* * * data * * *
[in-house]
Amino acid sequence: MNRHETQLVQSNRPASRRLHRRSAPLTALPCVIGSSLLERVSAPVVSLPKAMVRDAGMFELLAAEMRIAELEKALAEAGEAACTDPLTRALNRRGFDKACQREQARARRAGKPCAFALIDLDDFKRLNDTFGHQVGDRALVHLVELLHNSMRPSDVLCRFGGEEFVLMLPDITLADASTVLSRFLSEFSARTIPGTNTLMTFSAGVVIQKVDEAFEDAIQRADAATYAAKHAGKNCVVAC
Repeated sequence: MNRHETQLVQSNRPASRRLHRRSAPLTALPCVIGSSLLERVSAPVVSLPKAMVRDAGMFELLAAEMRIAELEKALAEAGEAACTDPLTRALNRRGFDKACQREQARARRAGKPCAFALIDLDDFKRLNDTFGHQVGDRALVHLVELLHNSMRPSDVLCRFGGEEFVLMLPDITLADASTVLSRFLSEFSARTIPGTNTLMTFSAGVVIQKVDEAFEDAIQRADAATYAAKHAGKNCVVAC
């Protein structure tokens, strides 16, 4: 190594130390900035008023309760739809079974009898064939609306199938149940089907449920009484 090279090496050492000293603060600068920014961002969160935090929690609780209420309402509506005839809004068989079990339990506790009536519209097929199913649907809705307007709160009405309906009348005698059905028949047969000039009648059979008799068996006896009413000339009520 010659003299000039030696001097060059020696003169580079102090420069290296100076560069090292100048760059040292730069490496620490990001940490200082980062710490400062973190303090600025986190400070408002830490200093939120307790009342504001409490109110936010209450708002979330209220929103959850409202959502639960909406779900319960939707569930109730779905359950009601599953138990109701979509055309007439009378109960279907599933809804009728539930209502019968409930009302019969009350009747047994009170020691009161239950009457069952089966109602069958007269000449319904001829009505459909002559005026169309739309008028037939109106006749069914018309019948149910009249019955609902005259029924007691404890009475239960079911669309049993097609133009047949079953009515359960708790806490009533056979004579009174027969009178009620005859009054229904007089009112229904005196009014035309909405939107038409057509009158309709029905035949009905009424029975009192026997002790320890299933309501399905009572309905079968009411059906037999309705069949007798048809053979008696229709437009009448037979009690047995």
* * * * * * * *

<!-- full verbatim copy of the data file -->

[in-house]
Amino acid sequence: MNRHETQLVQSNRPASRRLHRRSAPLTALPCVIGSSLLERVSAPVVSLPKAMVRDAGMFELLAAEMRIAELEKALAEAGEAACTDPLTRALNRRGFDKACQREQARARRAGKPCAFALIDLDDFKRLNDTFGHQVGDRALVHLVELLHNSMRPSDVLCRFGGEEFVLMLPDITLADASTVLSRFLSEFSARTIPGTNTLMTFSAGVVIQKVDEAFEDAIQRADAATYAAKHAGKNCVVAC
Repeated sequence: MNRHETQLVQSNRPASRRLHRRSAPLTALPCVIGSSLLERVSAPVVSLPKAMVRDAGMFELLAAEMRIAELEKALAEAGEAACTDPLTRALNRRGFDKACQREQARARRAGKPCAFALIDLDDFKRLNDTFGHQVGDRALVHLVELLHNSMRPSDVLCRFGGEEFVLMLPDITLADASTVLSRFLSEFSARTIPGTNTLMTFSAGVVIQKVDEAFEDAIQRADAATYAAKHAGKNCVVAC
């Protein structure tokens, strides 16, 4: 190594130390900035008023309760739809079974009898064939609306199938149940089907449920009484 090279090496050492000293603060600068920014961002969160935090929690609780209420309402509506005839809004068989079990339990506790009536519209097929199913649907809705307007709160009405309906009348005698059905028949047969000039009648059979008799068996006896009413000339009520 010659003299000039030696001097060059020696003169580079102090420069290296100076560069090292100048760059040292730069490496620490990001940490200082980062710490400062973190303090600025986190400070408002830490200093939120307790009342504001409490109110936010209450708002979330209220929103959850409202959502639960909406779900319960939707569930109730779905359950009601599953138990109701979509055309007439009378109960279907599933809804009728539930209502019968409930009302019969009350009747047994009170020691009161239950009457069952089966109602069958007269000449319904001829009505459909002559005026169309739309008028037939109106006749069914018309019948149910009249019955609902005259029924007691404890009475239960079911669309049993097609133009047949079953009515359960708790806490009533056979004579009174027969009178009620005859009054229904007089009112229904005196009014035309909405939107038409057509009158309709029905035949009905009424029975009192026997002790320890299933309501399905009572309905079968009411059906037999309705069949007798048809053979008696229709437009009448037979009690047995």